Lesson 2: Using Include Files

If you have any sort of experience with C or C++ programming, then the concept of include files will be very familiar to you. The idea behind include files is very simple: You divide one long file into several smaller ones. This is primarily useful, if the division into smaller files is based on some logical principle. Simple as it may be, it enables some pretty neat model structures that can really help your work.

Usually, the structure of files in a model is such that one file is the main file (containing the Main folder), and the main file contains statements to include other files. An include file can include other files and so on.

Consider, for instance, the case of one very large AnyScript model. If you have the model in a single .any file, then it may be difficult to locate a particular muscle or another element that you are looking for. Instead, you could choose to put all the muscle definitions into a separate file. At the position in the main file where you removed the muscle information, you simply add a statement to include the new muscle file called muscles.any. The statement could look like this:

#include "muscles.any"

Notice the leading # symbol. It signifies that this is a macro statement, and it is the only type of statement in AnyScript that does not require a semicolon in the end. This is because the statement is not formally a part of the AnyScript language. It is something that is processed before the actual model is parsed.

When the system loads the model and reaches the include statement, it simply reads the include file, and subsequently continues reading the main file. It is a very simple principle, but it does have some interesting implications:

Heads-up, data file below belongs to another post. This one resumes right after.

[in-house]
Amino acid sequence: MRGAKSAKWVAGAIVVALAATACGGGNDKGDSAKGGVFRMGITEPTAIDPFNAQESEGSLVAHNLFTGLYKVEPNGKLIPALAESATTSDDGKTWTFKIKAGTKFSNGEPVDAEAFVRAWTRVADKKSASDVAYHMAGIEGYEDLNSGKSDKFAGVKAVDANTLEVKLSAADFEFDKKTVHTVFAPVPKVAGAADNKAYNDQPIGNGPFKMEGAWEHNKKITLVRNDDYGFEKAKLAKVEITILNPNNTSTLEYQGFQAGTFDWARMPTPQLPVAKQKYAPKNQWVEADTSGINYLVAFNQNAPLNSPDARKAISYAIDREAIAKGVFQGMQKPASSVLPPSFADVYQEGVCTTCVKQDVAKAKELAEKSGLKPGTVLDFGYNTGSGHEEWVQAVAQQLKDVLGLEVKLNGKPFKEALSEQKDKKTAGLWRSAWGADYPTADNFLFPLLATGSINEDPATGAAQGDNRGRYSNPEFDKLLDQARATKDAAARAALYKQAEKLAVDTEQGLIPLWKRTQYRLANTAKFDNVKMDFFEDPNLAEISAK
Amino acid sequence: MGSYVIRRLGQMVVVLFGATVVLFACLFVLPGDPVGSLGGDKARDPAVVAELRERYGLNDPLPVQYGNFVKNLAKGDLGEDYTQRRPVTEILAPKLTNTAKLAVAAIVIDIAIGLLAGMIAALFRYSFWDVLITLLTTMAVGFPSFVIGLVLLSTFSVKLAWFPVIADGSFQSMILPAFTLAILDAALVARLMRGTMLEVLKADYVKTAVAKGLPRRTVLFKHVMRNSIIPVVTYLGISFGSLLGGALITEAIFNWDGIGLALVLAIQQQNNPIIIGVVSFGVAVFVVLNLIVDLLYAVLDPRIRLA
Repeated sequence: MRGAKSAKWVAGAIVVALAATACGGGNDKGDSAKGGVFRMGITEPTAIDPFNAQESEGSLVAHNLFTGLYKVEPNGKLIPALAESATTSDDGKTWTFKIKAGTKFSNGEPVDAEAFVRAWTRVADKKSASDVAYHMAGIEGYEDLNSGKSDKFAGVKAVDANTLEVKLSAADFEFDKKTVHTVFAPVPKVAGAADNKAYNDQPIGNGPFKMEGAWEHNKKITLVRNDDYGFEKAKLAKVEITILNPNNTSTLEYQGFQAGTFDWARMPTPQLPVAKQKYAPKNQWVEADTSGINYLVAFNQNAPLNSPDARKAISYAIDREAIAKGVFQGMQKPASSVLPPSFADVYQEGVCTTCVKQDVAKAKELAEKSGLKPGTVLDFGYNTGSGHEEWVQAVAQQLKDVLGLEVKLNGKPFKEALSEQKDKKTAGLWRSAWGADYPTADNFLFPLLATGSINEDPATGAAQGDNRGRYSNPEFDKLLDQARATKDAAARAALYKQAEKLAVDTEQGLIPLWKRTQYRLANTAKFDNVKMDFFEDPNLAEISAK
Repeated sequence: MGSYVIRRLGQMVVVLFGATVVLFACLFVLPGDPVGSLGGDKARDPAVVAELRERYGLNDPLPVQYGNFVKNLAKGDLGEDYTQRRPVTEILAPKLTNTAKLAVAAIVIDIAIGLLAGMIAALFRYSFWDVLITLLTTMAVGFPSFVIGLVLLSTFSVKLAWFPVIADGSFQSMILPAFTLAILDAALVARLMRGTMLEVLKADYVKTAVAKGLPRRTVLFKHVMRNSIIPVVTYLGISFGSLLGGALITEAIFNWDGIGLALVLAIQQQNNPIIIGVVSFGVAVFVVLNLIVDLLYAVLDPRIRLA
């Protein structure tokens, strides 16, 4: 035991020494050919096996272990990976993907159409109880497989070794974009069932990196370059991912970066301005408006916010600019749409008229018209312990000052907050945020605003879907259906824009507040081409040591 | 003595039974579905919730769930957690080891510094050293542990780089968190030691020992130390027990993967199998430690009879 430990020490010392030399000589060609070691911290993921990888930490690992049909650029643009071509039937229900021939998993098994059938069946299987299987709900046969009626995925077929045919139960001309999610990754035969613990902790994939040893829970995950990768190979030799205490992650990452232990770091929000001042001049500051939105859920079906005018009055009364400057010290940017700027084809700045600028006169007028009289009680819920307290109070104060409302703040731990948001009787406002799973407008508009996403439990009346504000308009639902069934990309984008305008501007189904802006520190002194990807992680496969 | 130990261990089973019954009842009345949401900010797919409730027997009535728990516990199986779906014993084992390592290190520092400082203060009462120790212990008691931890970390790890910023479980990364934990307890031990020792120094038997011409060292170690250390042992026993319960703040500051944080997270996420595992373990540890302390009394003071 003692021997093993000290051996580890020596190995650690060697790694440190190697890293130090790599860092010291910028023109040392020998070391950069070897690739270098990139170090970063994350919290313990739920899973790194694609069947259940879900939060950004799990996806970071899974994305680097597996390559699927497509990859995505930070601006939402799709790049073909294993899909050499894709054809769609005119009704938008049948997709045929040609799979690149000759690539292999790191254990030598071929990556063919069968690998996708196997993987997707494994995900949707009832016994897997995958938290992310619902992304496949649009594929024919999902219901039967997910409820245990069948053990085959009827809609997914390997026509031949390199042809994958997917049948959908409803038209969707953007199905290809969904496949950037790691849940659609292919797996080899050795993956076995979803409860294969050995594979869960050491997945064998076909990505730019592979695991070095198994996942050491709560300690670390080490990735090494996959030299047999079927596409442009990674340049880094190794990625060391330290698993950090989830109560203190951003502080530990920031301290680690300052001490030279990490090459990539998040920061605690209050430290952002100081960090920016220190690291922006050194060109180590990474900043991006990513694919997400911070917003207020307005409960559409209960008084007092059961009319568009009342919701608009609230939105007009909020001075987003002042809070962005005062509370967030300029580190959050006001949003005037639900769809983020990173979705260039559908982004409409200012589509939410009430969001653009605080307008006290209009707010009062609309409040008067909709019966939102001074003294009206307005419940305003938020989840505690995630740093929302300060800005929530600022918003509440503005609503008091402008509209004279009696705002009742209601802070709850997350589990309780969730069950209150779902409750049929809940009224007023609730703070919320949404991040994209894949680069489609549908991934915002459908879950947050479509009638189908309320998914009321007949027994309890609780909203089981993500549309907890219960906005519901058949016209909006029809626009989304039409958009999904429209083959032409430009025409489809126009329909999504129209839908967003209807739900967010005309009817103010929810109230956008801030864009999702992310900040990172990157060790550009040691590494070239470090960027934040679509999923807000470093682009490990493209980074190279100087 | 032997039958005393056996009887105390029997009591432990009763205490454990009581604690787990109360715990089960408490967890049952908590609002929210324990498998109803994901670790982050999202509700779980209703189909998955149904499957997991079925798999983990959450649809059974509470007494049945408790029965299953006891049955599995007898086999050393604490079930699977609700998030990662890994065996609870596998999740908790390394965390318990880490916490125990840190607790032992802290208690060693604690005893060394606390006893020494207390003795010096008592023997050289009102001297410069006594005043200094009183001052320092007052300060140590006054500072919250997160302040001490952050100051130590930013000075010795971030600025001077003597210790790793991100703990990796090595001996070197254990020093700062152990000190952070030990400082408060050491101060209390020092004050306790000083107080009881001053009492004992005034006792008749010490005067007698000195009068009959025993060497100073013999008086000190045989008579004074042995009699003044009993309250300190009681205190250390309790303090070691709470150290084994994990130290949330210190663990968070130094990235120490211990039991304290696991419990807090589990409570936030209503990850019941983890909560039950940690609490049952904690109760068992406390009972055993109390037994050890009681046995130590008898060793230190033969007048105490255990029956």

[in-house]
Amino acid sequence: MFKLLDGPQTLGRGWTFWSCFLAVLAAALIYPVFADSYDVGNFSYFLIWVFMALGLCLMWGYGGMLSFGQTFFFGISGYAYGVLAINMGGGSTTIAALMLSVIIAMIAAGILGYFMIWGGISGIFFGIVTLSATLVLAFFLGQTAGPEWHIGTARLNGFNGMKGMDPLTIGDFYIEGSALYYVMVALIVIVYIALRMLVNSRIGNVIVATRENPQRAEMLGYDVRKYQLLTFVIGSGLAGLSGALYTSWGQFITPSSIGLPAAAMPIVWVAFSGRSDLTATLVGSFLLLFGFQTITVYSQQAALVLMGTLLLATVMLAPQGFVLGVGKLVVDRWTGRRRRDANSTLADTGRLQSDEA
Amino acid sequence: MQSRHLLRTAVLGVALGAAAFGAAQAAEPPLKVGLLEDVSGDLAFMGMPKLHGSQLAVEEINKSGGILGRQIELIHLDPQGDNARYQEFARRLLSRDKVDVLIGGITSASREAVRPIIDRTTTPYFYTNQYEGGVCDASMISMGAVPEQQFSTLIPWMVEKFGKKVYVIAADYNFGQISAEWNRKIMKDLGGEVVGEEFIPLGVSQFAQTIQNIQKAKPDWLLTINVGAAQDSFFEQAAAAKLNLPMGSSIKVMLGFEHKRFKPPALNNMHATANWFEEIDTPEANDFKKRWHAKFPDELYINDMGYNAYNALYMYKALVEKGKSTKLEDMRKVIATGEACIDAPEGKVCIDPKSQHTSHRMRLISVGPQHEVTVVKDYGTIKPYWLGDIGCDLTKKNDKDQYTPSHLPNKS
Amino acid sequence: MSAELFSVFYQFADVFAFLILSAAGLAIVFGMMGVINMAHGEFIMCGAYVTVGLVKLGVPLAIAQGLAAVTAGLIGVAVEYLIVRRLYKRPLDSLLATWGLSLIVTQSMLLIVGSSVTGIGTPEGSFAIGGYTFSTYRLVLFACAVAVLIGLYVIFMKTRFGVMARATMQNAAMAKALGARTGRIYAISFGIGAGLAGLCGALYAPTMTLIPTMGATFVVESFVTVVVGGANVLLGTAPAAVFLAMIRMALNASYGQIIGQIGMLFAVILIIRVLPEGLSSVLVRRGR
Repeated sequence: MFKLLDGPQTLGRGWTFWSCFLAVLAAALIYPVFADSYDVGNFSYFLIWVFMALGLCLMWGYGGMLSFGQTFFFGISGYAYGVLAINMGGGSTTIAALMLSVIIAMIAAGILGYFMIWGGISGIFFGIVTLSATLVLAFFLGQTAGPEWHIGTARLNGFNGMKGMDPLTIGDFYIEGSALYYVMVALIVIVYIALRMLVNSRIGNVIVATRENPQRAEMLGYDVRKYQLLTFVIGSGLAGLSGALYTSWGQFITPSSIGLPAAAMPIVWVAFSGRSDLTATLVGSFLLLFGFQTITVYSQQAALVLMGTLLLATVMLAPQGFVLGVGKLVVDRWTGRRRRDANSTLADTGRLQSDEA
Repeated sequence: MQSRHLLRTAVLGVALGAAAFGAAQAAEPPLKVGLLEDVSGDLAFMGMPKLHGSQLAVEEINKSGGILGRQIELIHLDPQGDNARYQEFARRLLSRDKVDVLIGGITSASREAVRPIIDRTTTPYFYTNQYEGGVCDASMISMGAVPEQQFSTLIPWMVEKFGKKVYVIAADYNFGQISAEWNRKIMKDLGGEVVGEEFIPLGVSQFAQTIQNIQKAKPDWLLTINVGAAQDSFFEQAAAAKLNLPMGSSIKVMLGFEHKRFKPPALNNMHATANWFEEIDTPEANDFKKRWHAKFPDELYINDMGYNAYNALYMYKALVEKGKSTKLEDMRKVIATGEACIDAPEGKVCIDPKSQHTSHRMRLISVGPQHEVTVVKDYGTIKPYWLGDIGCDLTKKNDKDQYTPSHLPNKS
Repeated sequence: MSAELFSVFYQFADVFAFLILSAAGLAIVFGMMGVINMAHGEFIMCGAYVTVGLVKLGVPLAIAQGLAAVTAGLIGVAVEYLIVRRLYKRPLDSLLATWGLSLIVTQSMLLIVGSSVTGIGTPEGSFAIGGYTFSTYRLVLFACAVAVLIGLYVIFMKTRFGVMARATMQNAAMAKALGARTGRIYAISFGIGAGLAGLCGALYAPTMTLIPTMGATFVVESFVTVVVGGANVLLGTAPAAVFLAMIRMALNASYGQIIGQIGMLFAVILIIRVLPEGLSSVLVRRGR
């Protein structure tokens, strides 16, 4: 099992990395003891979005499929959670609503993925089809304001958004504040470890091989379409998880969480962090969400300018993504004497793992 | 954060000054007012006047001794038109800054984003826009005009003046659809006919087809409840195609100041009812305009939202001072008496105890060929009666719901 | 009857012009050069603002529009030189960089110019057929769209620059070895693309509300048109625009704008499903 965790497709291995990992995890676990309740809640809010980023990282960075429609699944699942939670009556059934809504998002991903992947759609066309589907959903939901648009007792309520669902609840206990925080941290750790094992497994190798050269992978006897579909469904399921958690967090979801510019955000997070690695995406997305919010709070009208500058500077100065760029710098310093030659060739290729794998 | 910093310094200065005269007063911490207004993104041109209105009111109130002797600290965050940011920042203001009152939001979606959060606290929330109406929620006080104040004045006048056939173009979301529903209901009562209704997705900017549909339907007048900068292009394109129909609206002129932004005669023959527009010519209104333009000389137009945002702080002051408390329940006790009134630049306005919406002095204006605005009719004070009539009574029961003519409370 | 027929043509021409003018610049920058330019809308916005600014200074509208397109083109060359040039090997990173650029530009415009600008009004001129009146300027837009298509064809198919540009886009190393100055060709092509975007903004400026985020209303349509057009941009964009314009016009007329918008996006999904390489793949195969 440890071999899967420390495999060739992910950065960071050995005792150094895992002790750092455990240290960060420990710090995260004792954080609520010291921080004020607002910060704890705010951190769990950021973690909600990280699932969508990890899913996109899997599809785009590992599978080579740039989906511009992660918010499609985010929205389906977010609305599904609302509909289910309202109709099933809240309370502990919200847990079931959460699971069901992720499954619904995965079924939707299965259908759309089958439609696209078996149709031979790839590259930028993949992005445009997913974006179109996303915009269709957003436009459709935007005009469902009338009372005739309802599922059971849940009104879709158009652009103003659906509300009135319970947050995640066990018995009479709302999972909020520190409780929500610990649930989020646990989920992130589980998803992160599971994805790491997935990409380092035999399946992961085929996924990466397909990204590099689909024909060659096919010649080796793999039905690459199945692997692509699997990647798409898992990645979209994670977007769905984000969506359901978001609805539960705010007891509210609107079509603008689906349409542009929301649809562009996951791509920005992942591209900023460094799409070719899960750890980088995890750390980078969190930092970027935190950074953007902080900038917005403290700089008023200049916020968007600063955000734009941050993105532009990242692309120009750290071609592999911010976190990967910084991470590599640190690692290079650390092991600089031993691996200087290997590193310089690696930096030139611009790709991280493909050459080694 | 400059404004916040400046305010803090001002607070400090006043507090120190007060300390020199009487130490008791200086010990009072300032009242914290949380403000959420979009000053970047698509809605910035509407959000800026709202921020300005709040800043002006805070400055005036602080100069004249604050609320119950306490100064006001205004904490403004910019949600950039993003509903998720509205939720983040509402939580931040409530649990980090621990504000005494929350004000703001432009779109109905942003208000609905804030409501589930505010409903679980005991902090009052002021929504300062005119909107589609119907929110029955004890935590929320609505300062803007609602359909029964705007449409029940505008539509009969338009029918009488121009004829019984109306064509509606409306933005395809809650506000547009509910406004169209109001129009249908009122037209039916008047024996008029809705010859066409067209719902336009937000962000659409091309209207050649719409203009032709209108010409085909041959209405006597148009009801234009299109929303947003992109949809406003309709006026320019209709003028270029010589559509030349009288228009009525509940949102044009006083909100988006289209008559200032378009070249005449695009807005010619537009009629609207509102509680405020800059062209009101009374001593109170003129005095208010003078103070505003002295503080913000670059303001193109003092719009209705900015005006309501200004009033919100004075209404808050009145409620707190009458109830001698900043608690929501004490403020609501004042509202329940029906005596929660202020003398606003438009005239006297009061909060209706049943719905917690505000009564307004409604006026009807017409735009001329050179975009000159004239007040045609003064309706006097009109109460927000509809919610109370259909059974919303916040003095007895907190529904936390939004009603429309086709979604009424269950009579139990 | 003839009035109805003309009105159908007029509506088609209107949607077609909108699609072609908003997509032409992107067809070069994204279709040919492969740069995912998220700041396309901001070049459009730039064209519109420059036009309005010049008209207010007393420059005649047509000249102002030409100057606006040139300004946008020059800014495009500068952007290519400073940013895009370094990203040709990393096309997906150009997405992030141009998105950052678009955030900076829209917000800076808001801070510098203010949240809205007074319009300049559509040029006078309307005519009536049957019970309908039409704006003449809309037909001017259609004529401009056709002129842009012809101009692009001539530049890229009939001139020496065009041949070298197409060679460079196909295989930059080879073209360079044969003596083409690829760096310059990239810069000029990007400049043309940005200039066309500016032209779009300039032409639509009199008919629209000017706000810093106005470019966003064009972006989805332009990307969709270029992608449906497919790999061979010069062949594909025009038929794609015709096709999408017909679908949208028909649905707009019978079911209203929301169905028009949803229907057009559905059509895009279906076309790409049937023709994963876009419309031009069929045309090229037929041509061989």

• You can divide large models into smaller and more manageable chunks

  • You can create blocks of data that are easy to re-use in your model. Simply put the data in a file and include that same file several times at different positions in your the main file. For instance, if you have modeled two arms, you might want to use the same set of muscles for both of them. In that case, create one file containing the muscles and include it twice.

  • You can create libraries of files containing elements you often use in your modeling tasks, and when you build a new model much of the work is accomplished simply by including the files you have made previously. It is much like constructing models from larger building blocks.

The principle of include files in demonstrated in the following four interconnected files:

Include tree

Right-click the files and save them in a directory of your choice. Then start AnyBody and load the main file, demo.include.any.

See also

Next lesson: Lesson 3: Mathematical Expressions.